In this Special Report Edward Timperlake argues that throughout the history of significant change in combat aviation, the squadron pilots have been a key force driving change.
With all the critics of fifth generation aircraft, what is overlooked is put the new capabilities in the hands of the warriors and they will drive generational change.
Timperlake argues that this dynamic has been true through decades of air combat experience. Comments made last year by the head of the RAAF’s Air Combat Group Commander, Air Commodore Kitcher, underscored his agreement with Timperlake.
“The best way I can describe the capability of the aircraft is there are a lot of people who have never flown the aircraft that might choose to be purported experts on it,” he said.
“But when I talk to the aircrew that fly the aircraft there is nothing but praise for its capabilities and the fact that it is a step change in capability from anything else we’ve got.
“The jet is performing well [but] that is not to say there are no challenges.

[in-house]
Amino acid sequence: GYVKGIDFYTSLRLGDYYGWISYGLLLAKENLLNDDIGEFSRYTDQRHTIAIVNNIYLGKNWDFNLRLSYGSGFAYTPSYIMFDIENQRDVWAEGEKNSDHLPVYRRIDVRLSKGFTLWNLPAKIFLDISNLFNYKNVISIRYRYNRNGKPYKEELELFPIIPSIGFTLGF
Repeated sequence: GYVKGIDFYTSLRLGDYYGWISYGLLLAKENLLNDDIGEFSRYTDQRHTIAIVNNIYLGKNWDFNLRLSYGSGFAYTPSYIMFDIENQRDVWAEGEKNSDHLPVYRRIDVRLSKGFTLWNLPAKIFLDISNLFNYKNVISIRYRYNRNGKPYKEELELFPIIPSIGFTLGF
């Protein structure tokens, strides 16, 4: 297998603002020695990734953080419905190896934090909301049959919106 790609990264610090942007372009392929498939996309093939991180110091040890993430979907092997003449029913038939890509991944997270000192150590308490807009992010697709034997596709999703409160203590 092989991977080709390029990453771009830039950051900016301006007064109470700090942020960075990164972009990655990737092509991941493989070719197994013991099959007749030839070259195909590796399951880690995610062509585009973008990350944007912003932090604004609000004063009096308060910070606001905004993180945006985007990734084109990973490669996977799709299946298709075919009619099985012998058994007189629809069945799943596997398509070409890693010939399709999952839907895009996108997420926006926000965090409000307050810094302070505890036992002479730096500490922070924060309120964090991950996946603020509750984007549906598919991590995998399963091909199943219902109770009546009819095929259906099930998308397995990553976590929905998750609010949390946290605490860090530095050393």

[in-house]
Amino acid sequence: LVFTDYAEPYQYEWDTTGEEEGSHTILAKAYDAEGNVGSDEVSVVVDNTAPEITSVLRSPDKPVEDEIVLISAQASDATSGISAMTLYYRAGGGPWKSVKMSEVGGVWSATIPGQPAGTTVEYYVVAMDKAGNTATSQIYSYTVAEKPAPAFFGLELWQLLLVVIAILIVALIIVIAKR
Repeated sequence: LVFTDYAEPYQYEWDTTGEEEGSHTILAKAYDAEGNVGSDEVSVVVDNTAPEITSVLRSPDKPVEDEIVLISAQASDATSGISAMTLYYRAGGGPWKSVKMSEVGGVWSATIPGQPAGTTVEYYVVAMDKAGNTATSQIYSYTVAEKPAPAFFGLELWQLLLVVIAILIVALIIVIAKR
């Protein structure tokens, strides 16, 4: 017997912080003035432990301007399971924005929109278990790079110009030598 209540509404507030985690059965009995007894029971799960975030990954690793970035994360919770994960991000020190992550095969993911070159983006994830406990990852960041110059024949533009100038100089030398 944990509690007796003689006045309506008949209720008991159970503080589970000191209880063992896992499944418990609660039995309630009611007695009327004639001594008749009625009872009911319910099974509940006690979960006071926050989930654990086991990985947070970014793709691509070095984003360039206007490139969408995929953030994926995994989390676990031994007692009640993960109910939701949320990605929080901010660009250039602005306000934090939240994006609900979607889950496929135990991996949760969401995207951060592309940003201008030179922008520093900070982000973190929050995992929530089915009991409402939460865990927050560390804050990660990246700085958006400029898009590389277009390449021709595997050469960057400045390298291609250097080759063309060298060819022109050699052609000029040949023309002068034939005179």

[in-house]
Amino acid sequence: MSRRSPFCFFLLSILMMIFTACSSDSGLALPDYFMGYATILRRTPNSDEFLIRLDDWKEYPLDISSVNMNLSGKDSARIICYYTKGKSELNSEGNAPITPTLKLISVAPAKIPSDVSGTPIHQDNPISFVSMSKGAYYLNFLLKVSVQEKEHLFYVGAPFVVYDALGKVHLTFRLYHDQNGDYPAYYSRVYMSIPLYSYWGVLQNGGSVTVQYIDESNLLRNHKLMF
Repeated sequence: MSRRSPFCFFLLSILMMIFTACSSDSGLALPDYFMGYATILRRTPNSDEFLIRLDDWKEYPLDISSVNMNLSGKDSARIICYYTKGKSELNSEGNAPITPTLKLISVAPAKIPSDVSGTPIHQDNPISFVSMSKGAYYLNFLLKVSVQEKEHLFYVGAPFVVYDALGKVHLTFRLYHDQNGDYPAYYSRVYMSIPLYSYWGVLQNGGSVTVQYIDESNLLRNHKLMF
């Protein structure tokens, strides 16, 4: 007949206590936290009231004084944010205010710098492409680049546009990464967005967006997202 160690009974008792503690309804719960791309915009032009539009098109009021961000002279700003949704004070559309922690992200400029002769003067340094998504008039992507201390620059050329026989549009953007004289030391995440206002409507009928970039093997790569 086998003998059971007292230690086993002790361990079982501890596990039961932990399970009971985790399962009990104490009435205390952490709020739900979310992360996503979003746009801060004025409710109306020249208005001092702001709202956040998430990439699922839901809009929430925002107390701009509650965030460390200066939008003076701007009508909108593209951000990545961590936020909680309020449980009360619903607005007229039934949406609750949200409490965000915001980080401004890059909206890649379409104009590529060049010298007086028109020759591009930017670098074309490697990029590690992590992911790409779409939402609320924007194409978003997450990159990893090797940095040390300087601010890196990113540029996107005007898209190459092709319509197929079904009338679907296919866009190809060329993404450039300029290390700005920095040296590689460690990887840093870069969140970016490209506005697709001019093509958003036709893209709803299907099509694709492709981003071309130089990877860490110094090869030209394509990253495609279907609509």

“It is still a new aircraft being introduced but I believe we understand the nature of most of those challenges and are working through them.
“The guys talk about the fact they will go flying and they will do things as a two-ship and four-ship F-35s (missions) they would not even dream about doing with the classic Hornet or Super Hornet, and achieve kill-ratios that you could not replicate in other non-fifth generation platforms.”
And since the report was first written in 2016, F-22 pilots have now become Commanders of United States Air Forces Central Command and the 11th Air Force, and there experience with fifth generation aircraft is reshaping how they are doing business, notably with regard to C2, an area where fifth generation is driving and will drive strategic change.
In the following report first published in 2016, Timperlake has driven home a core point which is driving now the F-35 global enterprise as pilots are flying around the world with the new capability.
To understand the intangible of pilot performance and the future combat success of the F-35, Lightning II, one just has to listen to what the military pilots who actually are fly the aircraft are saying, all other critics are second order.
The new batch of F-35 aviators is still being led by Flag Officer aviators (0-7 and above) who have gone before. Those leaders began their fighter pilot journey in earlier generation tactical combat aircraft.
But the intangibles of squadron flying and learning transcend generations.
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